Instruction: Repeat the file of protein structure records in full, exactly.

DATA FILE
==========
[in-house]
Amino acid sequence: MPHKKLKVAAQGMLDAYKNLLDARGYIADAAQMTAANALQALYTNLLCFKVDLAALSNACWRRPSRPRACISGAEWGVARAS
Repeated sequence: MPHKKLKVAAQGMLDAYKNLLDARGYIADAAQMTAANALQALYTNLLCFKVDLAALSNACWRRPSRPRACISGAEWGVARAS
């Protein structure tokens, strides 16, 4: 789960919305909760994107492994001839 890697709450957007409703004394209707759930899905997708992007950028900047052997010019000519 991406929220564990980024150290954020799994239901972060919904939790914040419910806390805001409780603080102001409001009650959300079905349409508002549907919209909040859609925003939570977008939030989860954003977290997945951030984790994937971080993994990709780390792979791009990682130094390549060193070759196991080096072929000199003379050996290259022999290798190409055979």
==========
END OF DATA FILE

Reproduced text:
[in-house]
Amino acid sequence: MPHKKLKVAAQGMLDAYKNLLDARGYIADAAQMTAANALQALYTNLLCFKVDLAALSNACWRRPSRPRACISGAEWGVARAS
Repeated sequence: MPHKKLKVAAQGMLDAYKNLLDARGYIADAAQMTAANALQALYTNLLCFKVDLAALSNACWRRPSRPRACISGAEWGVARAS
């Protein structure tokens, strides 16, 4: 789960919305909760994107492994001839 890697709450957007409703004394209707759930899905997708992007950028900047052997010019000519 991406929220564990980024150290954020799994239901972060919904939790914040419910806390805001409780603080102001409001009650959300079905349409508002549907919209909040859609925003939570977008939030989860954003977290997945951030984790994937971080993994990709780390792979791009990682130094390549060193070759196991080096072929000199003379050996290259022999290798190409055979």